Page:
Three tips for you:
– keep the fish as dry as you can
– careful around the eyes
– if you can, gently moisten the paper or fabric, to make it softer and more pliable
The drier the fish is, most you’ll print ink, rather than fish juice.
You can use a brush to apply inks, including waterbased, india inks, etc. This would be the traditional method, but there is a ‘speed’ element to it.
If you’re using thinned oil based inks, rub it all over your fish, and then remove excess with kitchen roll before taking the print. One inked fish will usually yield 2 or 3 prints per inking, and often the second one is clearer than the first. Depending on the flatness or roundness of your fish, it may be easier to press fish onto paper, or to press paper onto fish. Cut up test squares to see which method works best for you.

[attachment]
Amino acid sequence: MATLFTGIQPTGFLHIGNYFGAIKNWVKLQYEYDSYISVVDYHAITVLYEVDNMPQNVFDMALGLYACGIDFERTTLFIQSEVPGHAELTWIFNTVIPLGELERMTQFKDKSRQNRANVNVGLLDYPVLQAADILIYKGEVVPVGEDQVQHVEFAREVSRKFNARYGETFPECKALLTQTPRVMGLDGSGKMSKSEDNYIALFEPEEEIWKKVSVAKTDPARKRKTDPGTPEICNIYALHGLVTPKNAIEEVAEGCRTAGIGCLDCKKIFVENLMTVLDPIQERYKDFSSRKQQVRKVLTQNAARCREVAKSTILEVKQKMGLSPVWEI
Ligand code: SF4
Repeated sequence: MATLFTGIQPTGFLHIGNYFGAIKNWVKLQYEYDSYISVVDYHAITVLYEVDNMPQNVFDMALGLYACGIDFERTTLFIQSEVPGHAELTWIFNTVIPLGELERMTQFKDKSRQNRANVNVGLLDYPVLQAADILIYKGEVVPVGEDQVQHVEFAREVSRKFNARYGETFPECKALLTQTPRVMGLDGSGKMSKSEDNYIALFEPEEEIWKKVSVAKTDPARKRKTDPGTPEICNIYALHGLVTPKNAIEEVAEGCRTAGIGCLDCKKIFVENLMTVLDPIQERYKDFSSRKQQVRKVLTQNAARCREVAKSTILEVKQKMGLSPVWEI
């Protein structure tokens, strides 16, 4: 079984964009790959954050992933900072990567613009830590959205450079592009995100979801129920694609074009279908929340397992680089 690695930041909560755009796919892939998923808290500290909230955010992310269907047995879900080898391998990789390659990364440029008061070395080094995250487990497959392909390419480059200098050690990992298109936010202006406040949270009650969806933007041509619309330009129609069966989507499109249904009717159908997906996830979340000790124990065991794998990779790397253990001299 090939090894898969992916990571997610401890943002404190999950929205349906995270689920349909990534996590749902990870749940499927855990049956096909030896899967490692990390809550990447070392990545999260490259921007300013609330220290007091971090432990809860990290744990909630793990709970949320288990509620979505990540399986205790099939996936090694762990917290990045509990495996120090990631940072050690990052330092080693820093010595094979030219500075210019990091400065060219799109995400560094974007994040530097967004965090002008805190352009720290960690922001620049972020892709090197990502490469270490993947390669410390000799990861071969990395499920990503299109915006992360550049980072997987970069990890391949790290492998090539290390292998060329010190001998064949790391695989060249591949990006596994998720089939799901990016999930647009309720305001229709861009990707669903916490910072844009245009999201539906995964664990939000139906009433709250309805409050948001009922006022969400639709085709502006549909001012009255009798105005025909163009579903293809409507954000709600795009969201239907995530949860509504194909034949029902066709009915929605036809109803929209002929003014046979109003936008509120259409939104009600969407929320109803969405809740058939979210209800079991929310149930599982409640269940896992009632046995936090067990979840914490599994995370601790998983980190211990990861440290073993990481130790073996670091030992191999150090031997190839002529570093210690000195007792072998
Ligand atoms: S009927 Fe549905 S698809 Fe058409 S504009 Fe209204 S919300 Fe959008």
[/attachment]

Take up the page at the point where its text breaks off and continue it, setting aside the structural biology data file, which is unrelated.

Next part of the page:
Lisa is right, if you’re going to make cyanotypes, you’ll need to try transparent materials. If you do not have acetate, you could try:
– cellophane – the plastic that you might already have from packaging is a good re-use option
– cut up a freezer bag or similar
– overhead transparencies – these are a bit more robust and can be reused but will not mould to your fish as easily as the other two
In both these cases this would work better with oil based inks, and if the image is not what you want the first time around, you can always wipe off and start again!
Let us know how you go, and if you ever want to simul-print with me, we can set up a Teams/Collab ULTRA session.